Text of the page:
The Baladin brewery has always looked up at the Belgian beer culture and taken inspiration from it. Of course, its range had to pay homage to the famous Saison style with a very personal interpretation, as is usual for Baladin. Baladin’ Saison is called Wayan (5.8%). It was launched in 2000 when Teo Musso's daughter was born and gave its name to the new beer: Wayan means “first daughter” in Balinese. The idea was to make a product with a very feminine bouquet, with elegant flowery nuances and refined notes of spices.
It was therefore natural to investigate the world of Saisons with a special focus on the most authentic interpretation of the style. In other words, Baladin was not looking for a beer that defines its aromas around the peculiarities of the Saison yeast (which is not used in Wayan). Instead, it was aiming for a product that - in line with the oldest version of the style - would be a potpourri of spices and special ingredients. Saisons are historically linked to farms and their products. The reasons for this are manifold: first, Saisons were made with whatever ingredients were available, which could vary greatly from farm to farm and from batch to batch. Secondly, it was necessary to use ingredients with preservative properties to keep the beers for longer, until late summer. For this reason, Wayan is very different from modern Saisons. But this also means that it is fully in line with the Baladin philosophy of reinterpreting beers styles and make them its own.
Despite the differences with its reference style, Wayan still shares many characteristics of Saison beers. First of all, the composition of the grist, i.e. the fermentable basis. Originally, these beers were made with whatever grains were available at the farm, and not just (malted) barley. The same is true for Wayan. Its recipe contains a significant amount of barley malt, as well as non-malted wheat, rye, spelt and buckwheat. These additional ingredients help create an even richer aromatic profile.
Just as it happens in the most traditional interpretation of Saisons, spices play a key role in Wayan. Teo Musso’s initial idea was to emphasize this aspect, and he did not shy away from using rather unusual ingredients in beer-making, such as chicory. The remaining aromas are obtained from three different types of pepper, orange, lemon and bergamot zest and other special ingredients. This intriguing mix gives a unique and bold character to the organoleptic profile of this beer. At the same time, it counterbalances the sweetness that comes from the grains - especially with the bitterness of the gentian root - as only a small amount of hops is used.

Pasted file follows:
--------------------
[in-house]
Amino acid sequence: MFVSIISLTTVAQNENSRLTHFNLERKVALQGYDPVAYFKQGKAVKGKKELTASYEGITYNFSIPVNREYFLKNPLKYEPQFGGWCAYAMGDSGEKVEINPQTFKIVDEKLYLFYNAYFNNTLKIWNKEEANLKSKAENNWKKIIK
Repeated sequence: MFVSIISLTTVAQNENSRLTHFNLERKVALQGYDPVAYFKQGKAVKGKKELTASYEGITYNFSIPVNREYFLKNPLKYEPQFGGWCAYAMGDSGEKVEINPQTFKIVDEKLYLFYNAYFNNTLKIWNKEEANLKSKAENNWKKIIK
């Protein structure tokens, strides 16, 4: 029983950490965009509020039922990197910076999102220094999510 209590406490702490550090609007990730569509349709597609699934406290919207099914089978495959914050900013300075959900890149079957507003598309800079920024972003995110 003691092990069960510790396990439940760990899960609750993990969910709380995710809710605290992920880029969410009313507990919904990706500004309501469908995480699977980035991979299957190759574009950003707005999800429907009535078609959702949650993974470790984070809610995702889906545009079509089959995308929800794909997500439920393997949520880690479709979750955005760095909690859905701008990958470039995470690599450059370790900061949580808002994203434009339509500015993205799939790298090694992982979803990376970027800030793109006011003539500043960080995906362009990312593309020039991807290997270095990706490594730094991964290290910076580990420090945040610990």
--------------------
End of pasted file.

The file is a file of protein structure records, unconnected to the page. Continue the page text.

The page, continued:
Although Wayan is now a beer with a well-defined and consolidated structure, it has undergone some important evolutions over the years. About five or six years ago, Teo Musso decided to change some of its tastes and scents to adapt them to the changing personality of his teenage daughter. At the time, Wayan was still a rather tame beer with a delicate spicy nuance. The recipe was changed by increasing the amount of pepper and adding new pepper varieties. This brought it closer to the “peppery” personality of the young girl, and made it even more refreshing.
Wayan was created as a beer to be served in restaurants, and one of the goals it had when it was first launched on the market was to promote the pairing of fish and beer. In its first version, Baladin almost exclusively played on pairing it with oysters, as the sweet and spicy note of Wayan goes perfectly well with the saltiness of oysters, and the two wonderfully complement each other. Later, it was presented as a beer that can be paired with fish in general.
Twenty years after its birth, Wayan is still a beer that impresses with the complexity of its spectacular aromatic profile. It is intriguing and multifaceted: it can remind of flowery meadows and, a minute later, take you to the cliffs of the Mediterranean, with scents of rosemary and thyme. The whole is enriched by pleasant citrusy and spicy notes.